They concluded that the government forecasts were based on false assumptions and their polar bear population forecasts contravened many principles for scientific forecasting. Indeed, the reports followed fewer than one-sixth of the relevant principles. Given the importance of the forecasts, all principles should be properly applied. In short, the government reports do not provide relevant information for this decision.
Research shows that for issues such as the population of polar bears—situations that are complex and where there is much uncertainty—the best forecast is that things will follow a “random walk;” in effect, this model states that the most recent value is the best forecast for all periods in the future. Because the polar bear population has been increasing over recent decades, however, a continuation of that trend over the short term is possible.
Copies of Armstrong, Green and Soon’s forthcoming paper are available at http://publicpolicyforecasting.com.
Below are excerpts from the Q&A session between Armstrong and Senator Boxer. Full Text of Examining Threats and Protections For the Polar Bear.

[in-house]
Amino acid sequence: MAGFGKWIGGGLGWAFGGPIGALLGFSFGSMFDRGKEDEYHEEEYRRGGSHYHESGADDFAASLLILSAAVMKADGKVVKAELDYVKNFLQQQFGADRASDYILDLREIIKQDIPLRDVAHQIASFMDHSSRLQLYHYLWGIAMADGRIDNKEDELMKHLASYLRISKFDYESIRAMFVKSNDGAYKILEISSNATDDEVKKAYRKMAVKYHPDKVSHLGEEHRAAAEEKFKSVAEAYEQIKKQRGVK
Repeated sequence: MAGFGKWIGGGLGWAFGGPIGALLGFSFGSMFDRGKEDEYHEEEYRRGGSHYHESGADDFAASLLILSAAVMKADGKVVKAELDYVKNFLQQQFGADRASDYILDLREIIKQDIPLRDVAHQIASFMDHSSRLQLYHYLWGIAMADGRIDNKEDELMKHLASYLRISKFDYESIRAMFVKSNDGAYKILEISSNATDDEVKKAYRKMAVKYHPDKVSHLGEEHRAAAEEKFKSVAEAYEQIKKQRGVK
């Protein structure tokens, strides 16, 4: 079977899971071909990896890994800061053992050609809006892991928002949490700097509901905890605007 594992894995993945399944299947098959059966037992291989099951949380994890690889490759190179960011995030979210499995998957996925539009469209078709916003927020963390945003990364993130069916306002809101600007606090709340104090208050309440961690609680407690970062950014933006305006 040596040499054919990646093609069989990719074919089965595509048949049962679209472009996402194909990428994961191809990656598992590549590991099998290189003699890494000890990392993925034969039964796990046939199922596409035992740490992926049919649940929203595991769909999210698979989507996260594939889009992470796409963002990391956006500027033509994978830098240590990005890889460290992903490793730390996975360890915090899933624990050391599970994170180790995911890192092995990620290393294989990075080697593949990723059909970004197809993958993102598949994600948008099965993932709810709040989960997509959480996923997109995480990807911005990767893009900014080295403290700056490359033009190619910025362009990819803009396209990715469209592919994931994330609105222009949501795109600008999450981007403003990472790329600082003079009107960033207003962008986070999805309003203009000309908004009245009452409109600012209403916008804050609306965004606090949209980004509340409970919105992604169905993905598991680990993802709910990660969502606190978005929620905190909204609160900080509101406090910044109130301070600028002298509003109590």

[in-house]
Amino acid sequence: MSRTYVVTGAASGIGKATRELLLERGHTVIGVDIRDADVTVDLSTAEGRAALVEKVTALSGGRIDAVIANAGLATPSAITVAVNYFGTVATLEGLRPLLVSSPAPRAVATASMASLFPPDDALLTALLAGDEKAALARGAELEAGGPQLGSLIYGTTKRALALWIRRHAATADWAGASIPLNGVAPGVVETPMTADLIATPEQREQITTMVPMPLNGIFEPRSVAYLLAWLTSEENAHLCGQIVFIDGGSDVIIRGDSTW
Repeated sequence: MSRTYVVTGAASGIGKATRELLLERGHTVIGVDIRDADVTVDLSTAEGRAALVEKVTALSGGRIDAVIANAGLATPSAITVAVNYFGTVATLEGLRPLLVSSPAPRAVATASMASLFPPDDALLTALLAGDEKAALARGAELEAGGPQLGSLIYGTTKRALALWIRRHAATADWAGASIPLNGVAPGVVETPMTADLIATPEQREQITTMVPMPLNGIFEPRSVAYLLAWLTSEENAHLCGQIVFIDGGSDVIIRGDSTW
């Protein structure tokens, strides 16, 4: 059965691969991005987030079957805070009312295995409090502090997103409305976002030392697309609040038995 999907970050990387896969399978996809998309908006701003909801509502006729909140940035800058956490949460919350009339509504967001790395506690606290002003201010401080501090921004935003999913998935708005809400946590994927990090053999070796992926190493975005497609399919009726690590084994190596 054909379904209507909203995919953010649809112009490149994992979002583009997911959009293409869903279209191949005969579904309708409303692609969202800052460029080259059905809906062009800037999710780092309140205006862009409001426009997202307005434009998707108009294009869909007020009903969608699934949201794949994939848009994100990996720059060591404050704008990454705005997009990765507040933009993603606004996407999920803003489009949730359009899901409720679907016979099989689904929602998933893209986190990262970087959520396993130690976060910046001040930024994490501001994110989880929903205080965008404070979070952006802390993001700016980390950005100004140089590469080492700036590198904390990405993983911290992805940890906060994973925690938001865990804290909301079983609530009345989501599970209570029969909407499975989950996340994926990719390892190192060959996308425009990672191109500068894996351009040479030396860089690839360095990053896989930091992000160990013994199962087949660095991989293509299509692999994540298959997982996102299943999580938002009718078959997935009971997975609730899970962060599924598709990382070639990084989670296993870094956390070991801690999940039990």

Senator Boxer. Now, Dr. Scott, you are a Ph.D. in what? Dr. Armstrong.
Mr. Armstrong. I went to MIT, so I basically had three areas, one was economics, the other was social psychology and the other was marketing.
Senator Boxer. Economics, social psychology and marketing. Are you a biologist?
Mr. Armstrong. No.
Below are excerpts from the Q&A session between Armstrong and Senator Inhofe. Full Text of Examining Threats and Protections For the Polar Bear.
Dr. Armstrong, when you were talking, this chart up here, first of all, did you say that you had a paper that you wrote in 1978?
Mr. Armstrong. I was writing books on long range forecasting then.
Senator Inhofe. You were writing books in 1978?
Mr. Armstrong. Well, I have been in this field for 48 years now.
Senator Inhofe. Wow. I thought maybe I heard wrong. You are the forecasting expert, I recognize that.
On January 30, 2008, Scott Armstrong gave a talk presenting his findings to the US Senate Committee on Environment and Public Works’ “Examining Threats and Protections for the Polar Bear”. Click here for full text of the talk. The following are selected excerpts. Full text is available of the paper “Polar Bear Population Forecasts: A Public Policy Forecasting Audit” by Armstrong, Green, and Soon.